"I switched to Apple three years ago — I needed technology that doesn't fail. Because it's my tool of work," he wrote, later revealing that he has no less than 10 Apple products.

And it was not just politicians who were paying tribute. Apple had $900 million of sales in Russia in 2010, according to Robert Farish. That kind of success confirms the company's reach to everyone interested in consumer electronics.

"He changed the world of technology. He brought the Internet to people's pockets," said Sevastyan Peredyreyev, a market trader who was selling counterfeit iPhones at the Savyolovsky market on Thursday.

"I regret the death of a great man, who changed the digital world. From now on, the company Apple and its fans will certainly miss his sense of style," said Dmitry Shchyolokov — who was at the same market pedaling the genuine article.

Lyudmila Semushkina, spokeswoman of the re:Store Retail Group, a premium Apple retailer, said fans of Jobs in Russia were also bringing flowers to the stores across the country.

In Omsk, local Apple fans planned to organize a flashmob near a retailer's store and bring apples with a missing bite — the company's symbol, superomsk.ru city news portal reported.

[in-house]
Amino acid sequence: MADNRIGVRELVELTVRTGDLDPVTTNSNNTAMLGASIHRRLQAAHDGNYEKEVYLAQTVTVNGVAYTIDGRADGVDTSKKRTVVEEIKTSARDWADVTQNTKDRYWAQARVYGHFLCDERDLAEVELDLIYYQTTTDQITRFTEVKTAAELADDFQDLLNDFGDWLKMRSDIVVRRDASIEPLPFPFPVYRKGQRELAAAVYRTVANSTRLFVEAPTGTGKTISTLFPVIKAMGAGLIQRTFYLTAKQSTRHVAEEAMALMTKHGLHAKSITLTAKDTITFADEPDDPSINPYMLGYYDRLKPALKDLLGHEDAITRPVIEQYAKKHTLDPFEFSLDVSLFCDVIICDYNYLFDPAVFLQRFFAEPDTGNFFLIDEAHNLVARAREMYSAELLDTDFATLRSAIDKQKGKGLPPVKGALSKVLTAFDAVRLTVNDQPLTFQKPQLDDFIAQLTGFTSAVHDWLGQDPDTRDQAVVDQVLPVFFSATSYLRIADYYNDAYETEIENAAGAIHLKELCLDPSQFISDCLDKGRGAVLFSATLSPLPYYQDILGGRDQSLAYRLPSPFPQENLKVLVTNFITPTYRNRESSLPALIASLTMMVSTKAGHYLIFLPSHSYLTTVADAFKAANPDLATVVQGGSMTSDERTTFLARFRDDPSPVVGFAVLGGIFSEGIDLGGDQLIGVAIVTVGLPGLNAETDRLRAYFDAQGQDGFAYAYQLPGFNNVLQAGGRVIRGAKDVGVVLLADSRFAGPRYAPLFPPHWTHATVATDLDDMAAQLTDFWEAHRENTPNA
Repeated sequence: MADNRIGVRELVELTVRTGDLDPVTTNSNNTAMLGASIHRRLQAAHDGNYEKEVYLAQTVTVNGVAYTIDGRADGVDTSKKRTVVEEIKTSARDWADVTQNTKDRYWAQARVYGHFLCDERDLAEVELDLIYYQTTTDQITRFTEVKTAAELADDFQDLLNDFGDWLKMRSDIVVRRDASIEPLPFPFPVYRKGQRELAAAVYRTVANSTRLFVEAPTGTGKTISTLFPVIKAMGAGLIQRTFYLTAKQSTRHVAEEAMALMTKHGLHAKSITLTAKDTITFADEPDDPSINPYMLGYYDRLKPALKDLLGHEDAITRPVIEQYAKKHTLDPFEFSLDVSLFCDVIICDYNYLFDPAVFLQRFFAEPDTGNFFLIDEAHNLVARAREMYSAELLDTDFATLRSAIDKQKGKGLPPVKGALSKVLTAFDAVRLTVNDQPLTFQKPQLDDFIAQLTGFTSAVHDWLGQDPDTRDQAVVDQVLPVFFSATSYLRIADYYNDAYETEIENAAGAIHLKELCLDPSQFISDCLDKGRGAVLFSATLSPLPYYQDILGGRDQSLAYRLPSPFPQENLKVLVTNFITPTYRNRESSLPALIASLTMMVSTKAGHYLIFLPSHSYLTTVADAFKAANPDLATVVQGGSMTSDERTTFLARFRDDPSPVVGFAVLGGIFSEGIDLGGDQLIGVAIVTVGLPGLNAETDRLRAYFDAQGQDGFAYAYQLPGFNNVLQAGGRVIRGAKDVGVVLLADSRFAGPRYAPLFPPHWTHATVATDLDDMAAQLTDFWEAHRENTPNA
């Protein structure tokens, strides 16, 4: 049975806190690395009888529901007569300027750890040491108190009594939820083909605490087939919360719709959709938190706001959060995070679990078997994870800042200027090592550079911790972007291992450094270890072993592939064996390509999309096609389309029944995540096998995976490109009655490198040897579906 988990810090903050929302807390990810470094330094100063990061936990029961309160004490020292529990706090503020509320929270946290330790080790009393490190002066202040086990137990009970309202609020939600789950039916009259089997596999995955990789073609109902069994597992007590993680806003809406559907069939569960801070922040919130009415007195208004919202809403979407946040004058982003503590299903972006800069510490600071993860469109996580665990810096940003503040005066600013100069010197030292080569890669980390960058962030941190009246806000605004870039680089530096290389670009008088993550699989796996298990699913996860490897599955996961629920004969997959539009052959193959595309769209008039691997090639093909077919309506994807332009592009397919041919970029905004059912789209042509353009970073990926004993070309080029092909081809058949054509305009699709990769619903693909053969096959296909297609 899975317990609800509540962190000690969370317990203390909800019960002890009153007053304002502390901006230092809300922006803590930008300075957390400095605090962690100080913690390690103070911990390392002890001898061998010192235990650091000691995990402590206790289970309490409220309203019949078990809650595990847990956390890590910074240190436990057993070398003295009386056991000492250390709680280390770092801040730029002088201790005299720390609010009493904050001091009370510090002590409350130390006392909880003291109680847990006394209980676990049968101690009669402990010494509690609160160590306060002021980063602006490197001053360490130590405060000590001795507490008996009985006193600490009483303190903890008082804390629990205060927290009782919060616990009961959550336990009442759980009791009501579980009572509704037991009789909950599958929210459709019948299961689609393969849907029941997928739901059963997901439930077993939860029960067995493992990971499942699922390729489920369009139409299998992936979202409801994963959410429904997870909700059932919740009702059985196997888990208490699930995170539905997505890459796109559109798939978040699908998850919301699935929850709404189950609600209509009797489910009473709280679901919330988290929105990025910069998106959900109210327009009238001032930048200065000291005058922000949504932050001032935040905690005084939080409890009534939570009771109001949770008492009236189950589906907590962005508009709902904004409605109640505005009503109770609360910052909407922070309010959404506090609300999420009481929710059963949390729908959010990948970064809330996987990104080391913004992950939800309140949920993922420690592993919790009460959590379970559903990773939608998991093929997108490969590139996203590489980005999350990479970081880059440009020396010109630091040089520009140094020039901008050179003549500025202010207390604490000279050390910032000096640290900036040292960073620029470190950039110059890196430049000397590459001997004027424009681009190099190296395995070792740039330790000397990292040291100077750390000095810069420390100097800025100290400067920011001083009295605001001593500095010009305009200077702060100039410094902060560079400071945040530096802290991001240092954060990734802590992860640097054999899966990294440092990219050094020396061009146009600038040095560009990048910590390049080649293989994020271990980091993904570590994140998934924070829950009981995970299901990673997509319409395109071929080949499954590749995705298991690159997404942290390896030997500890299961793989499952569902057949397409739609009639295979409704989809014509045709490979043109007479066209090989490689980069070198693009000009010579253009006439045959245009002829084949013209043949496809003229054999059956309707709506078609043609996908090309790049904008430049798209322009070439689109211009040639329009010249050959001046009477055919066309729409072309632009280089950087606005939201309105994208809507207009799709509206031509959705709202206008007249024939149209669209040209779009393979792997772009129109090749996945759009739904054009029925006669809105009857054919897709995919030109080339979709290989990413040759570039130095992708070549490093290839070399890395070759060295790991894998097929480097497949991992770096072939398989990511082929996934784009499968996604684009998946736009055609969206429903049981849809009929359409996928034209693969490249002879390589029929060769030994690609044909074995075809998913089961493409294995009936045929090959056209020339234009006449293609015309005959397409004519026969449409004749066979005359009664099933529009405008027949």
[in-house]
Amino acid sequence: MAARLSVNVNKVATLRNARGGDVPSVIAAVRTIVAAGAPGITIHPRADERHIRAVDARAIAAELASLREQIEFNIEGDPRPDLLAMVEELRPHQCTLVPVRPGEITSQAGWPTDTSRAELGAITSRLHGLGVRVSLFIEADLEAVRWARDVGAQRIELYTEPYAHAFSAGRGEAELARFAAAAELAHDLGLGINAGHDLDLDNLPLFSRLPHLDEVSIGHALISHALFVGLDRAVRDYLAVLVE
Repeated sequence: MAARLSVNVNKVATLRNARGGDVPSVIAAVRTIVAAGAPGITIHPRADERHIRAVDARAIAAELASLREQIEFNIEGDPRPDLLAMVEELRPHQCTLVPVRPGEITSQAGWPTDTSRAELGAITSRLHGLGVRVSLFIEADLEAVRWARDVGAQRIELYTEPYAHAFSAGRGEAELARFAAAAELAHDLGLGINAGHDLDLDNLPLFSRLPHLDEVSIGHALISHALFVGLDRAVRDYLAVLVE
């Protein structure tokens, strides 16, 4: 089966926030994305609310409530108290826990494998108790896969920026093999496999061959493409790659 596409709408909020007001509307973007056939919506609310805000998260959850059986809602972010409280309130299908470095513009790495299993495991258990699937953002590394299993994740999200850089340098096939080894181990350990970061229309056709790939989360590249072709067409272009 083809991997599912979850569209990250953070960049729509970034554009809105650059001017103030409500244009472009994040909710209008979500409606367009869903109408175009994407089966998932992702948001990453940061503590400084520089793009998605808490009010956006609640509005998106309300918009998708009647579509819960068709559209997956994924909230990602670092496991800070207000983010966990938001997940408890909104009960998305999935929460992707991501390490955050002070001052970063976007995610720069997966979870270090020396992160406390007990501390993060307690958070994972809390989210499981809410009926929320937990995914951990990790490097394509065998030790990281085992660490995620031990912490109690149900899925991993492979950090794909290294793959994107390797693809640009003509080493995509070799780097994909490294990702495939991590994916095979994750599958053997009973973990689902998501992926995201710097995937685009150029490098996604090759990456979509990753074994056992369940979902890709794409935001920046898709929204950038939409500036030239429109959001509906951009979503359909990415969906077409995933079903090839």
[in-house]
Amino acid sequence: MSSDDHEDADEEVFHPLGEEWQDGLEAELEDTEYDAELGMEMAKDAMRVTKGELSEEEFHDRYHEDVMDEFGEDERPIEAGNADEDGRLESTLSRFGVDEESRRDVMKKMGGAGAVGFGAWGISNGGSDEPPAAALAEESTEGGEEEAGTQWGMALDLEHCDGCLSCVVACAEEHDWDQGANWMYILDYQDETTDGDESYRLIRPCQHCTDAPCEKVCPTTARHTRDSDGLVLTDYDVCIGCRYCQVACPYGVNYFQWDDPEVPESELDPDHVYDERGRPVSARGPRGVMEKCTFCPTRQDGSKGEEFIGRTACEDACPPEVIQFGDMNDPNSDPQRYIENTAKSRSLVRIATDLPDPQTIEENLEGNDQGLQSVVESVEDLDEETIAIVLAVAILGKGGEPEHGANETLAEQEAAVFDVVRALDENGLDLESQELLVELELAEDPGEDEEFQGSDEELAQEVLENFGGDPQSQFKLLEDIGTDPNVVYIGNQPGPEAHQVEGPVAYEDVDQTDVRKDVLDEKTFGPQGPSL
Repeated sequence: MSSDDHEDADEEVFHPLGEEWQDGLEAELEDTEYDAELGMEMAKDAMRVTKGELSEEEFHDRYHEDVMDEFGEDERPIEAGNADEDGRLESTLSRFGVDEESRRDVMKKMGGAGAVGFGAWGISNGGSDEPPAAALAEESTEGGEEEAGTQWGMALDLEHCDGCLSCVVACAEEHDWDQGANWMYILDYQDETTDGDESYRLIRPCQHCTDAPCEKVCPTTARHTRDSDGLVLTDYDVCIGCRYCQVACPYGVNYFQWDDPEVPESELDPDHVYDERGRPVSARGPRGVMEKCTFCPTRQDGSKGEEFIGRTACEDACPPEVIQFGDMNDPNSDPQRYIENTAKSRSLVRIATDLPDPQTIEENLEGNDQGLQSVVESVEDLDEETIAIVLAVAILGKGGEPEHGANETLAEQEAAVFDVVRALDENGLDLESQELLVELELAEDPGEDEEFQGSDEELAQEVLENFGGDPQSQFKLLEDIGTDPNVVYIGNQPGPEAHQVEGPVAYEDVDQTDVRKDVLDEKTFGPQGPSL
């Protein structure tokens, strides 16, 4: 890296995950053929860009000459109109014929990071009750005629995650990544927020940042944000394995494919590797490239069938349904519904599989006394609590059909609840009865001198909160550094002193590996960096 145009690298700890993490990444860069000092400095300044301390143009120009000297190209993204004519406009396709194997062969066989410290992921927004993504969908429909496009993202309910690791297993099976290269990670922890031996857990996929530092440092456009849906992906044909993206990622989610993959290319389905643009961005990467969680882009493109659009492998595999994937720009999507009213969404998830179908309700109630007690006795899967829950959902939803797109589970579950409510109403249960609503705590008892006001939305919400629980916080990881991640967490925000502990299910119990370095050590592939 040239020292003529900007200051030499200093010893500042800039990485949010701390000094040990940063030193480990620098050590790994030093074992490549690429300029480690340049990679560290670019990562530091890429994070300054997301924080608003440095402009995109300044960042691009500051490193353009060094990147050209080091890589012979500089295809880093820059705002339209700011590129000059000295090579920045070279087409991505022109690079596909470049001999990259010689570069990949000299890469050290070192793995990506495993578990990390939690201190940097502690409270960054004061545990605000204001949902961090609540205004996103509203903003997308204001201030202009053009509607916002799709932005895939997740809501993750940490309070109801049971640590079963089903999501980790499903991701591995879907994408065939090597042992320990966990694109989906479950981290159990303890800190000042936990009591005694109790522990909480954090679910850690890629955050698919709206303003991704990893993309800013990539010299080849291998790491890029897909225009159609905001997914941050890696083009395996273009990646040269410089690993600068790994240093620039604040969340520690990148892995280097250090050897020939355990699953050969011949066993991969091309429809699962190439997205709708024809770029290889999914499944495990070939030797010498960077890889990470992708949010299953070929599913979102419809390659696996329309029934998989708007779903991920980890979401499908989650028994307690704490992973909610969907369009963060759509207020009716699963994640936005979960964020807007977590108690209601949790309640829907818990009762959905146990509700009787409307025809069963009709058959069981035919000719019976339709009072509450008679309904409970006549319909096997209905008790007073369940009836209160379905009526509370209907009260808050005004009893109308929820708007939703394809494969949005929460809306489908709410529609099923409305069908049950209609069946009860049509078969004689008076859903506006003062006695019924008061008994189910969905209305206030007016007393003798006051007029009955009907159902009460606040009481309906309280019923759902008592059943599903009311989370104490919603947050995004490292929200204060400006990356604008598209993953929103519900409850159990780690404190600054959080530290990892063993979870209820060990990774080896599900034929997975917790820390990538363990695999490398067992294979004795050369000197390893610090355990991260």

Semushkina said none of Russia's Apple stores adjusted their work schedule on Thursday. Only one change was made: Monitors were displaying Jobs' black-and-white portrait.

"We think it's the best way to pay tribute to him," Semushkina said.

The last foreigner Russia so publicly mourned was Michael Jackson. And like Jackson, as the trader Shchyolokov pointed out, more than anything else Jobs will be remembered for an ineffable sense of style. A combination of simplicity and sophistication that made his products must-haves for aficionados of design.

Jobs famously pointed out that "design is not just what it looks like; design is how it works." And Apple is not only the symbol, but also the preferred tool of designers.

Artemy Lebedev, perhaps Russia's most influential designer, told Vedomosti that the "single strongest and most lasting influence on his life" was the Macintosh computer — using one in 1989 to create the Soviet Union's first and only school wall newspaper with a subscription fee.

The Moscow Times, like most newspapers, has been produced on Macs since its founding in 1992.

Jobs as a personality only began to achieve fame in Russia with the stream of i-branded products that Apple began to churn out after his return to the company in 1997, after a 12-year absence.